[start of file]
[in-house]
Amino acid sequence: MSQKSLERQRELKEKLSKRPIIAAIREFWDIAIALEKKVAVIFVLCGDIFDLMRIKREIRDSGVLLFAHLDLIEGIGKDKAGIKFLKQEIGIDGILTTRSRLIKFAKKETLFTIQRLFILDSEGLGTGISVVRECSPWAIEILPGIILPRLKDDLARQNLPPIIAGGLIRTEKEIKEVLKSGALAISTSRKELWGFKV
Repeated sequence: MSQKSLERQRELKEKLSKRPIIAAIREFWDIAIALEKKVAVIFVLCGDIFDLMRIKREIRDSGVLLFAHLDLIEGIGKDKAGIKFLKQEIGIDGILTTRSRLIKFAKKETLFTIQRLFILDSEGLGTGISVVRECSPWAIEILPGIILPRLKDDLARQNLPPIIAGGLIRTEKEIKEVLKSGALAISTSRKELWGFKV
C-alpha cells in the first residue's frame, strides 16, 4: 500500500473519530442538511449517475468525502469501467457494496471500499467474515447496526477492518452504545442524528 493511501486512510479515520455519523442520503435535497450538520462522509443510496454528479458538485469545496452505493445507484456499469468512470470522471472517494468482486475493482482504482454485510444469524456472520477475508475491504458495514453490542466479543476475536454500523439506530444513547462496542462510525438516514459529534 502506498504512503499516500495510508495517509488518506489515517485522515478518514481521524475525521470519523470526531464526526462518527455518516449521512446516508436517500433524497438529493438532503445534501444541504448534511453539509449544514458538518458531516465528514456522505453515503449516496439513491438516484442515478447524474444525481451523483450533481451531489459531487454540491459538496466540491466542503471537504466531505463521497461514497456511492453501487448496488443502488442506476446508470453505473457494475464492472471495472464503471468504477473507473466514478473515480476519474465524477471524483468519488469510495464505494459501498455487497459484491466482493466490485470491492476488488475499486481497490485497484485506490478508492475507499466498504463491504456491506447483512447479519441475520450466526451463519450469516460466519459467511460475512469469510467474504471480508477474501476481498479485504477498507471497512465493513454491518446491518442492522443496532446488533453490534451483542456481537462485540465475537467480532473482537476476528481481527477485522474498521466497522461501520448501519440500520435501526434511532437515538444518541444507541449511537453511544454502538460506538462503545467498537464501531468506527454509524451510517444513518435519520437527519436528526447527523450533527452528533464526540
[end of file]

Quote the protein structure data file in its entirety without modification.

[in-house]
Amino acid sequence: MSQKSLERQRELKEKLSKRPIIAAIREFWDIAIALEKKVAVIFVLCGDIFDLMRIKREIRDSGVLLFAHLDLIEGIGKDKAGIKFLKQEIGIDGILTTRSRLIKFAKKETLFTIQRLFILDSEGLGTGISVVRECSPWAIEILPGIILPRLKDDLARQNLPPIIAGGLIRTEKEIKEVLKSGALAISTSRKELWGFKV
Repeated sequence: MSQKSLERQRELKEKLSKRPIIAAIREFWDIAIALEKKVAVIFVLCGDIFDLMRIKREIRDSGVLLFAHLDLIEGIGKDKAGIKFLKQEIGIDGILTTRSRLIKFAKKETLFTIQRLFILDSEGLGTGISVVRECSPWAIEILPGIILPRLKDDLARQNLPPIIAGGLIRTEKEIKEVLKSGALAISTSRKELWGFKV
C-alpha cells in the first residue's frame, strides 16, 4: 500500500473519530442538511449517475468525502469501467457494496471500499467474515447496526477492518452504545442524528 493511501486512510479515520455519523442520503435535497450538520462522509443510496454528479458538485469545496452505493445507484456499469468512470470522471472517494468482486475493482482504482454485510444469524456472520477475508475491504458495514453490542466479543476475536454500523439506530444513547462496542462510525438516514459529534 502506498504512503499516500495510508495517509488518506489515517485522515478518514481521524475525521470519523470526531464526526462518527455518516449521512446516508436517500433524497438529493438532503445534501444541504448534511453539509449544514458538518458531516465528514456522505453515503449516496439513491438516484442515478447524474444525481451523483450533481451531489459531487454540491459538496466540491466542503471537504466531505463521497461514497456511492453501487448496488443502488442506476446508470453505473457494475464492472471495472464503471468504477473507473466514478473515480476519474465524477471524483468519488469510495464505494459501498455487497459484491466482493466490485470491492476488488475499486481497490485497484485506490478508492475507499466498504463491504456491506447483512447479519441475520450466526451463519450469516460466519459467511460475512469469510467474504471480508477474501476481498479485504477498507471497512465493513454491518446491518442492522443496532446488533453490534451483542456481537462485540465475537467480532473482537476476528481481527477485522474498521466497522461501520448501519440500520435501526434511532437515538444518541444507541449511537453511544454502538460506538462503545467498537464501531468506527454509524451510517444513518435519520437527519436528526447527523450533527452528533464526540